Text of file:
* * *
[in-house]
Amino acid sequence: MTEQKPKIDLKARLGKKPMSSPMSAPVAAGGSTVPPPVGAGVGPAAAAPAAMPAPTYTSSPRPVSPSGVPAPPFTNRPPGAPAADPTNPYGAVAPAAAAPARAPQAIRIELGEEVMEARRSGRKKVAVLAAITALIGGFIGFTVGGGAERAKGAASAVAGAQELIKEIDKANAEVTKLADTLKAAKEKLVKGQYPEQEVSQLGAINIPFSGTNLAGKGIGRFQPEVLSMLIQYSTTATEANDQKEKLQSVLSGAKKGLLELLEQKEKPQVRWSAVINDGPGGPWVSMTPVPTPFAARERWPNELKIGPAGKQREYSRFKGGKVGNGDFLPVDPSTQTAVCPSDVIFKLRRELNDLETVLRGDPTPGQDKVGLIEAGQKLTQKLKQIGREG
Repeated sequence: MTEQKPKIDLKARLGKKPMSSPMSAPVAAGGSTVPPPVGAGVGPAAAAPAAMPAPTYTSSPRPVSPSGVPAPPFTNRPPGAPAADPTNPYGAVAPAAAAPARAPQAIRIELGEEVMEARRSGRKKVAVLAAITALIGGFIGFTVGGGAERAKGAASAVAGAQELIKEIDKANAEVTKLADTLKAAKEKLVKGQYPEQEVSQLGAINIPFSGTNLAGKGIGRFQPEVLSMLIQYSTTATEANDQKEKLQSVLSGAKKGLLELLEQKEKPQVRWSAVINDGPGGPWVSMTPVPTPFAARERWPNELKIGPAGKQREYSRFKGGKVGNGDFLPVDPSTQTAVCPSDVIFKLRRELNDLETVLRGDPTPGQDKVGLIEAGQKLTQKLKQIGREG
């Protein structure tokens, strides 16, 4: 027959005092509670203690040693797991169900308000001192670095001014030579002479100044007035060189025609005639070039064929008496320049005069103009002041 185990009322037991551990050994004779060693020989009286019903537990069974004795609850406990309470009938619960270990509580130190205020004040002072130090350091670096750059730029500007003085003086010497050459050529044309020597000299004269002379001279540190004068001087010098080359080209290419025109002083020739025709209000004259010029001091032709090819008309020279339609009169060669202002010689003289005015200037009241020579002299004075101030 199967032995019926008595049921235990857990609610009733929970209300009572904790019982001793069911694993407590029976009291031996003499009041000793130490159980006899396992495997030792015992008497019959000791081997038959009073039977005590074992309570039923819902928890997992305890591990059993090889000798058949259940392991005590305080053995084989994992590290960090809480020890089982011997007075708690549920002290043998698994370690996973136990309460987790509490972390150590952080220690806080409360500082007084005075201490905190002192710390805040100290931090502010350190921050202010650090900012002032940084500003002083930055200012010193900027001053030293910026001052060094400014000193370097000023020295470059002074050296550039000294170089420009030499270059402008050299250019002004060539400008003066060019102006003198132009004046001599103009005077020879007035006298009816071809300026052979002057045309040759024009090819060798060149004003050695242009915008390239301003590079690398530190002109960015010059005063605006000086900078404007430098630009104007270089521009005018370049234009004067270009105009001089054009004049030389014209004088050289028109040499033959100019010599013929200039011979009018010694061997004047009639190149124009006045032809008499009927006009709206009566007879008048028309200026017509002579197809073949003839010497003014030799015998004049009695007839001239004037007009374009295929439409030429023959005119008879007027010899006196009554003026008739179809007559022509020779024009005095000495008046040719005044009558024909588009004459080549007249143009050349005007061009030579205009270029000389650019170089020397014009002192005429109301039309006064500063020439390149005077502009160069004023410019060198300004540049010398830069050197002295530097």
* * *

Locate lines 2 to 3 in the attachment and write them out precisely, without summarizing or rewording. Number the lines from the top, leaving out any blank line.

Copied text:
Amino acid sequence: MTEQKPKIDLKARLGKKPMSSPMSAPVAAGGSTVPPPVGAGVGPAAAAPAAMPAPTYTSSPRPVSPSGVPAPPFTNRPPGAPAADPTNPYGAVAPAAAAPARAPQAIRIELGEEVMEARRSGRKKVAVLAAITALIGGFIGFTVGGGAERAKGAASAVAGAQELIKEIDKANAEVTKLADTLKAAKEKLVKGQYPEQEVSQLGAINIPFSGTNLAGKGIGRFQPEVLSMLIQYSTTATEANDQKEKLQSVLSGAKKGLLELLEQKEKPQVRWSAVINDGPGGPWVSMTPVPTPFAARERWPNELKIGPAGKQREYSRFKGGKVGNGDFLPVDPSTQTAVCPSDVIFKLRRELNDLETVLRGDPTPGQDKVGLIEAGQKLTQKLKQIGREG
Repeated sequence: MTEQKPKIDLKARLGKKPMSSPMSAPVAAGGSTVPPPVGAGVGPAAAAPAAMPAPTYTSSPRPVSPSGVPAPPFTNRPPGAPAADPTNPYGAVAPAAAAPARAPQAIRIELGEEVMEARRSGRKKVAVLAAITALIGGFIGFTVGGGAERAKGAASAVAGAQELIKEIDKANAEVTKLADTLKAAKEKLVKGQYPEQEVSQLGAINIPFSGTNLAGKGIGRFQPEVLSMLIQYSTTATEANDQKEKLQSVLSGAKKGLLELLEQKEKPQVRWSAVINDGPGGPWVSMTPVPTPFAARERWPNELKIGPAGKQREYSRFKGGKVGNGDFLPVDPSTQTAVCPSDVIFKLRRELNDLETVLRGDPTPGQDKVGLIEAGQKLTQKLKQIGREG